Anxiety-Driven Procrastination: When You Aren't Really Swimming in Time

“I have a blog due in a few hours!” -Me waking up suddenly at 5:00 am to write this blog you are reading now. Although it sucks to forget a deadline, anxiety has a wonderful way of kicking us into gear to get things done; where are my procrastinators at?! I’ll be honest, I work best under pressure and if I am being extremely transparent there is something addictingly chaotic about finishing something at the very last minute. I cannot be alone in this, in fact, I know I am not. So why then are we so ruled by anxiety-driven procrastination? Here are a couple of possibilities:

Learned Behavior

Anyone else come from a long line of people who claim to be on their way when in reality they’re barely hopping in the shower? I vividly remember my mom being notoriously late to family events so much so that my aunt told her the party started 2 hours earlier than the actual time just so we’d show up on time.


Trauma Brain

I often discuss the impacts of trauma on the brain and how that looks behaviorally, well add this to the list. When the brain is used to being in a state of flee, freeze, or fight it may have difficulty regulating time or even completing projects despite the anxiety that is coursing through your veins.


Feeling Confused or Conflicted

Have you ever tried doing something, but it felt so overwhelming and you didn’t know where to start or what to do? Not having enough information or not quite understanding something can be a major barrier to procrastination.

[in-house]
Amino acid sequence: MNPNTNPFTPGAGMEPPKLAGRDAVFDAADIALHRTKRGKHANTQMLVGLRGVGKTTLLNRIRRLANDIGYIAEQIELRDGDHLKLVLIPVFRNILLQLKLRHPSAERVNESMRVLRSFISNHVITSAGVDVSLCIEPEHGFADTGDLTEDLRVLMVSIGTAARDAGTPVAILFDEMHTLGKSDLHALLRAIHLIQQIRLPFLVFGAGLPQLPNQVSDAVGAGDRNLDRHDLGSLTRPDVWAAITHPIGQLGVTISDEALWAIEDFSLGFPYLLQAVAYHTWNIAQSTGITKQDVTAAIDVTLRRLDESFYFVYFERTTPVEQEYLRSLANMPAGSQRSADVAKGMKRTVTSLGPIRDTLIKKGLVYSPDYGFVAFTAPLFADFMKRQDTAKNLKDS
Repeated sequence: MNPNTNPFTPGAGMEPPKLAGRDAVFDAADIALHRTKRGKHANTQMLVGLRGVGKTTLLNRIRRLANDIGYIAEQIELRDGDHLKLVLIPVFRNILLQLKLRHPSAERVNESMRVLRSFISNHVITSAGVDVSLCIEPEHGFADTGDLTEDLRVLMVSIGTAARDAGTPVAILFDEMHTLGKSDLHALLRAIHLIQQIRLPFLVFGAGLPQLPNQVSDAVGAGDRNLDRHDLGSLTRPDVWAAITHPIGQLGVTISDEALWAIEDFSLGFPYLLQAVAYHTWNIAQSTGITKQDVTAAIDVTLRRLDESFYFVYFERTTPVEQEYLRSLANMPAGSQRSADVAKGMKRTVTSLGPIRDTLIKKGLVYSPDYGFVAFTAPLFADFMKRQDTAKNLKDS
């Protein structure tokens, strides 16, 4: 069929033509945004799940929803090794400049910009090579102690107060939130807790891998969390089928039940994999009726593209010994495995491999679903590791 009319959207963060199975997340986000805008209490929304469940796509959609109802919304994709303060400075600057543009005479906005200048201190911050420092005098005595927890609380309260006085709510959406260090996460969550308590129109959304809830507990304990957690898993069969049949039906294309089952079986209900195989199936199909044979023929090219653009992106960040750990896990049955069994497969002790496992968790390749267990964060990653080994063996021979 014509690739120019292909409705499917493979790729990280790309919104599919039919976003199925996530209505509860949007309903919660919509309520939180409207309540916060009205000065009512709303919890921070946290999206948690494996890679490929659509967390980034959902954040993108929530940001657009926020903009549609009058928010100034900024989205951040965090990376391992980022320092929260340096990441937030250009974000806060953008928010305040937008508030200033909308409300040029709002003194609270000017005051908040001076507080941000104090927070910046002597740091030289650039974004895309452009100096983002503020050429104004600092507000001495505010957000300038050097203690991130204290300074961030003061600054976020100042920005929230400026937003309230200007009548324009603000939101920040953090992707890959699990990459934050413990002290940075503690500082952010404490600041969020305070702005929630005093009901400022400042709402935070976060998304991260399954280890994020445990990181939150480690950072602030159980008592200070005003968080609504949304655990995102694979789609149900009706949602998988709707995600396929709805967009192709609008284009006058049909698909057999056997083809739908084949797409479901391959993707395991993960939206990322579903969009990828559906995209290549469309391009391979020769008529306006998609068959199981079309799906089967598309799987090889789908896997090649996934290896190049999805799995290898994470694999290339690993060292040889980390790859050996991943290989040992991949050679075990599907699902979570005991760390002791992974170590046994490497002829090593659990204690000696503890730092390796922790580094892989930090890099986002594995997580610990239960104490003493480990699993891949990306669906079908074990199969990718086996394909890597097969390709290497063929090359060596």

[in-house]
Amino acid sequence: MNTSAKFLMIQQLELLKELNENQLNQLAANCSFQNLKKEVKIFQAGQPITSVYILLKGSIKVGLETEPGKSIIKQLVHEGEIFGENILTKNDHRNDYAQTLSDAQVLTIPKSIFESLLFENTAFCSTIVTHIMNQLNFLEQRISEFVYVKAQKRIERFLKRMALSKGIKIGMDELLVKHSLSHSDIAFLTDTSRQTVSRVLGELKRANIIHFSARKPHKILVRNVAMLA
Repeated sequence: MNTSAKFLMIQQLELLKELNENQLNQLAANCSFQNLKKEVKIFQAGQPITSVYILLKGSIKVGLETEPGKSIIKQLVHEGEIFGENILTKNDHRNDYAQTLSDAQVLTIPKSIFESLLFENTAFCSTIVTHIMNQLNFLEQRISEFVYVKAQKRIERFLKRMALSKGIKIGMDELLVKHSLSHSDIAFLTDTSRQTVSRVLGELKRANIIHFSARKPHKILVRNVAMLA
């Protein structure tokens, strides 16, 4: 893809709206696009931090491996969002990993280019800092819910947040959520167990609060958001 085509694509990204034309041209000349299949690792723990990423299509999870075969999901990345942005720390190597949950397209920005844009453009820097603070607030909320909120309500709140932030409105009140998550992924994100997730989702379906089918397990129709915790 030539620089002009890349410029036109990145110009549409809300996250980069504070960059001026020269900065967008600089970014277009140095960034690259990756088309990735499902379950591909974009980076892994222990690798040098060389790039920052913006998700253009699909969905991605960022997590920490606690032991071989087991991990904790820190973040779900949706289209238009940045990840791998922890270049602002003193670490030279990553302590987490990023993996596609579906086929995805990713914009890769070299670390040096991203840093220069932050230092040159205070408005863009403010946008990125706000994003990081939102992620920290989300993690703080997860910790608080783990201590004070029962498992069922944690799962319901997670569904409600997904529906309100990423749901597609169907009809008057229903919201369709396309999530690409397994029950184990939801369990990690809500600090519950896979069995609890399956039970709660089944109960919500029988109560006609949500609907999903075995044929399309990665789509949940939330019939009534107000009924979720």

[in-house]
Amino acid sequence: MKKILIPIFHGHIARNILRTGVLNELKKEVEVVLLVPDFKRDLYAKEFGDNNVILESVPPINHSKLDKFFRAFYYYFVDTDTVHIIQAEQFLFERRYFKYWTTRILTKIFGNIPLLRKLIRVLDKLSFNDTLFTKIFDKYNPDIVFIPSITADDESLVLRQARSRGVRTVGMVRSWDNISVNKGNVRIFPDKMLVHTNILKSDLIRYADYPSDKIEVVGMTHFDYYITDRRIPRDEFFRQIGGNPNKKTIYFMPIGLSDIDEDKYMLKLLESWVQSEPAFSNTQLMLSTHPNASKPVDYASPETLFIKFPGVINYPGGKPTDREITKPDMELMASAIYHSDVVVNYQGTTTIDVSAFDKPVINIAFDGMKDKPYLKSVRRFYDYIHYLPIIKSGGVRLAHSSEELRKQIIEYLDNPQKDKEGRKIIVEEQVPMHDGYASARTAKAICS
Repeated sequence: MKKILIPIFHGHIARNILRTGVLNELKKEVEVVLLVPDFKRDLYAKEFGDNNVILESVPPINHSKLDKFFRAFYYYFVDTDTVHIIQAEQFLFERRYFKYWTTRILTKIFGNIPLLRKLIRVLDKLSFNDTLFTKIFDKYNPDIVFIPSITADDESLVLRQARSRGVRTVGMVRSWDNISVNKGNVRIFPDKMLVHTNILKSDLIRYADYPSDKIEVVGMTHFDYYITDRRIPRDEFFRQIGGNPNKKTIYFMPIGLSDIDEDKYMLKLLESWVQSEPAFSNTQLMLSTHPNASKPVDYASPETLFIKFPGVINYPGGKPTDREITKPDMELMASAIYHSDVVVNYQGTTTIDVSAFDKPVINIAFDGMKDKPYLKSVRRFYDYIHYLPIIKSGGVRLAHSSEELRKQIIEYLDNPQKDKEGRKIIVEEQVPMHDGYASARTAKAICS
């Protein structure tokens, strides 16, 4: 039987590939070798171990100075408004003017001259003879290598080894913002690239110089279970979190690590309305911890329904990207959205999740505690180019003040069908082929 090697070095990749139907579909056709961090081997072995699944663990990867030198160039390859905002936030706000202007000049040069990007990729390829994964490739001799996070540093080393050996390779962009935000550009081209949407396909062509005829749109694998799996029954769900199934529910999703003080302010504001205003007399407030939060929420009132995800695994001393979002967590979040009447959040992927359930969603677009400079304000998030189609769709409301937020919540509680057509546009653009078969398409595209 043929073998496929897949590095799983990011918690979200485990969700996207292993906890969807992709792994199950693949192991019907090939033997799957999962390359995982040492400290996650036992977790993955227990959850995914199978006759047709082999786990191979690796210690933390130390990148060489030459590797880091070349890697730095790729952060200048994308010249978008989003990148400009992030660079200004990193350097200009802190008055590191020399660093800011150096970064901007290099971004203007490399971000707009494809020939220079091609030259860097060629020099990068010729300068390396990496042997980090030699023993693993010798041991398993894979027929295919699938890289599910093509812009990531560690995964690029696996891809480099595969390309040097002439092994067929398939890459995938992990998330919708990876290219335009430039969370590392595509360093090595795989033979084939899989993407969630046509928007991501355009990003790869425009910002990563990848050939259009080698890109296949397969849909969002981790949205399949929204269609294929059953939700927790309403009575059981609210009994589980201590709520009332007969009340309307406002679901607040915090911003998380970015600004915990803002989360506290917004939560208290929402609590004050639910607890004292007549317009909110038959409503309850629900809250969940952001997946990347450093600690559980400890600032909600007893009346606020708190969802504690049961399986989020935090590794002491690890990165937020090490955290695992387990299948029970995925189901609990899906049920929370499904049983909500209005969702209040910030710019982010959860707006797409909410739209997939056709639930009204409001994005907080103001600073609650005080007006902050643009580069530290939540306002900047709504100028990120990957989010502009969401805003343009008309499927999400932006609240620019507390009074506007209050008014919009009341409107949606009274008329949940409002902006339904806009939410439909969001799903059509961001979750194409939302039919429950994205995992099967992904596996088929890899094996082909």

What to Do About It

My two biggest tips for working through procrastination are acceptance and the rule of one. Acceptance means being okay with the fact that you are a red-blooded procrastinator; it’s who you are. It is difficult to change something you don’t like about yourself until you are honest about it being a part of you. Now that we’ve accepted this, we operate out of the rule of one: what is one thing I want to do to help myself with procrastinating? This can look like waking up 15 minutes earlier, writing down important deadlines, or anything else that is relative to your situation. Just do one thing really well for a week.


Anxiety can be a good motivator for getting stuff done, but there is also a cost to pay for consistently flooding your brain with dopamine such as panic attacks, increased anxiety, difficulty sleeping, heart racing, trouble focusing, or mood dysregulation.


At Mind Works Counseling Services in Lubbock, TX, we specialize in helping folks manage their anxiety. The therapists here can help you gain the knowledge and skills needed to manage and cope with anxiety.


Learn more about the Anxiety Counseling services we offer


Contact us to schedule an appointment or to let us answer any questions you may have.

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